Designing solutions that support users’ autonomy and competence can be difficult. One way you can enhance end users’ feelings of both is by allowing them to play out hypothetical strategies and see how they influence results.
One example comes from the Johnson & Johnson Digital Health Scorecard, which is a short health risk assessment available for iOs, Android, or Windows 8 (full disclosure: I had no role in developing this tool). Users answer seven questions about their health, and receive a score from 0-100 reflecting their level of wellness. Users can then experiment with how making different behavior changes might influence their score. In the example below, I explored how exercising more often might change my sample user’s score.
This sort of functionality gives users a sense of choice (autonomy) about how to approach a desirable outcome such as increasing a health score, while building competence by helping users to craft an actionable strategy.
A second example of how a “what if” scenario could boost user autonomy and competence comes from the financial industry.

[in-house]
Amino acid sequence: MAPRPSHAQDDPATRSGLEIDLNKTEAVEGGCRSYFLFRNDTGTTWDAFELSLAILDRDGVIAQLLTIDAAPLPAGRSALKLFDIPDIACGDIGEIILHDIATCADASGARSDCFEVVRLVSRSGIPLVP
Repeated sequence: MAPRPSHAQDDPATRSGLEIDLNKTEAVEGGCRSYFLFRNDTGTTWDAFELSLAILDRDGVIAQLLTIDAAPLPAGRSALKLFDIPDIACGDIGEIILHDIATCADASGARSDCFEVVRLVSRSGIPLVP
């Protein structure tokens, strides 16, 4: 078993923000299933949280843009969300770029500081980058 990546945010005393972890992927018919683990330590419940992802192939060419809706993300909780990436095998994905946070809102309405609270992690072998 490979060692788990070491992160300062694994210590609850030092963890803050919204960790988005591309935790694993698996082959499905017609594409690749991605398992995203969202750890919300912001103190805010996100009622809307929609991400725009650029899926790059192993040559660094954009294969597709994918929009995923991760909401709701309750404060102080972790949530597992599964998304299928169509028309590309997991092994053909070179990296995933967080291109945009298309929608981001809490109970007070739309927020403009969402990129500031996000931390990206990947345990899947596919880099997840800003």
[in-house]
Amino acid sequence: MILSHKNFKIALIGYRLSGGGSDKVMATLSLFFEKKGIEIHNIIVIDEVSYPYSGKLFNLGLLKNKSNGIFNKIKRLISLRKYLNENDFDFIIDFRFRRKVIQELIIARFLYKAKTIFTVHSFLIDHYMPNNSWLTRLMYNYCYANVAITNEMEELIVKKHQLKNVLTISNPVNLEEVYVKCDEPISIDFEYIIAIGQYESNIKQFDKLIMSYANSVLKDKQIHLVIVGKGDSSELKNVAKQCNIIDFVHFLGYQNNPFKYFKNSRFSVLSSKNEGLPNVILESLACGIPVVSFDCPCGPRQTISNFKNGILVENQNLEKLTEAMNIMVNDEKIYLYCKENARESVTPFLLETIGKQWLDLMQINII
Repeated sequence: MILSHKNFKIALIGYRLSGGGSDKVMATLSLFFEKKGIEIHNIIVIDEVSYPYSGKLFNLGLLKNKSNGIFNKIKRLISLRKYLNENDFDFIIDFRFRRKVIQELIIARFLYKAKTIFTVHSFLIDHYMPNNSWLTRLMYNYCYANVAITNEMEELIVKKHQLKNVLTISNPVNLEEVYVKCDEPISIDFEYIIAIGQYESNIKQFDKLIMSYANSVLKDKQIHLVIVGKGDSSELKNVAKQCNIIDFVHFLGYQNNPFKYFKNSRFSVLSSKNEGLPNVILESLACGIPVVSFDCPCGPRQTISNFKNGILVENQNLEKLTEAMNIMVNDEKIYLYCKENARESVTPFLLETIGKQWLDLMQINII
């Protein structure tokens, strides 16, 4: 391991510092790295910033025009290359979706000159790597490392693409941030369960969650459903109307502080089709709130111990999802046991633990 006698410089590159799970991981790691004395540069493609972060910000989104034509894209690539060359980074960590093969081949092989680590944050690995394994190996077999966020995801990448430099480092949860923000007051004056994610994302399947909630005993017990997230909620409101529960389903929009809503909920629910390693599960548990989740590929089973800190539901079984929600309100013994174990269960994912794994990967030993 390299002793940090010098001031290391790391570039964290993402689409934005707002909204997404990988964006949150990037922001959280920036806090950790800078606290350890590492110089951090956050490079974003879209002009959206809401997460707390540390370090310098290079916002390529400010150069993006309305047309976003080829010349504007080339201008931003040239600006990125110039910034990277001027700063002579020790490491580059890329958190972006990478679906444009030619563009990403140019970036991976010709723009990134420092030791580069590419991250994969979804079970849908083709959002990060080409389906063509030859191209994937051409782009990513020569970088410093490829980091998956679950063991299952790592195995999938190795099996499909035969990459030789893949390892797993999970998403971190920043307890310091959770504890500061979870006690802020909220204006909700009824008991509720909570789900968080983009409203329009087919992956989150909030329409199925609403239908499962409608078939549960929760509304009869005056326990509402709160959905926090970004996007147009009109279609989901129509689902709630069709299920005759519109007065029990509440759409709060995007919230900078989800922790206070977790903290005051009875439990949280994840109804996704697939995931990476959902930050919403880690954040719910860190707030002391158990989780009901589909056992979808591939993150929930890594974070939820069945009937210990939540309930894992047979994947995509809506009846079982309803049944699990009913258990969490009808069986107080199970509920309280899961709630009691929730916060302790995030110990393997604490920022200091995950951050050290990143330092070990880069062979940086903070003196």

AAA offers web-based insurance calculators that allow users to enter their financial data and receive an estimate for the best life insurance plan to cover their needs. Similar to the Digital Health Score Card, the calculators let users tweak their inputs in order to see the effect on output.
These sorts of tools offer users choice in the moment and enhance the sense of autonomy. At the same time, they make the connection between user behavior (in the case of the health risk tool) or financial characteristics (in the case of the insurance calculator) and outcomes visible so users can adjust accordingly. This helps support a sense of competence.
Giving users an opportunity to ask “what if”? and explore the answers is a strategy you can use to help support their autonomy and competence, and in turn, engage them.